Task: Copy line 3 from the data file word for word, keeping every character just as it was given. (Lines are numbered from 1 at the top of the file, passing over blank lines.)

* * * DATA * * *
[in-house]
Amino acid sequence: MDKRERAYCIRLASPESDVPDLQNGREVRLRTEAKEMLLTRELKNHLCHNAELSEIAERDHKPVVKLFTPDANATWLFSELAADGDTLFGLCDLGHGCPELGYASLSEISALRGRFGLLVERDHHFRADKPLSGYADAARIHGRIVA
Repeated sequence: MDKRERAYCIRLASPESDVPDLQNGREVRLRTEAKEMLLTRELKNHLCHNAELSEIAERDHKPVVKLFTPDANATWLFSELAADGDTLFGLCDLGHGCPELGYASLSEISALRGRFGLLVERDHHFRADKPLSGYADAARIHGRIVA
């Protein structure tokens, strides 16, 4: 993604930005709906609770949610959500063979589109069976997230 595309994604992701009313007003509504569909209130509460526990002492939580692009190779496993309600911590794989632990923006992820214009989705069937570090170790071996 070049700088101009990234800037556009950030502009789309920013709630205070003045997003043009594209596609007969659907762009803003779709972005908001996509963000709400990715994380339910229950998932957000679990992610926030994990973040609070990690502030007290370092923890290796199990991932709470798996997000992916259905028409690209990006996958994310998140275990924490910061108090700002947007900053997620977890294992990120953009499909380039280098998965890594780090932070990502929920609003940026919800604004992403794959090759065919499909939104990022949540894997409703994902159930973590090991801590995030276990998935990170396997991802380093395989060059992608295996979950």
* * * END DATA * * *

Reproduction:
Repeated sequence: MDKRERAYCIRLASPESDVPDLQNGREVRLRTEAKEMLLTRELKNHLCHNAELSEIAERDHKPVVKLFTPDANATWLFSELAADGDTLFGLCDLGHGCPELGYASLSEISALRGRFGLLVERDHHFRADKPLSGYADAARIHGRIVA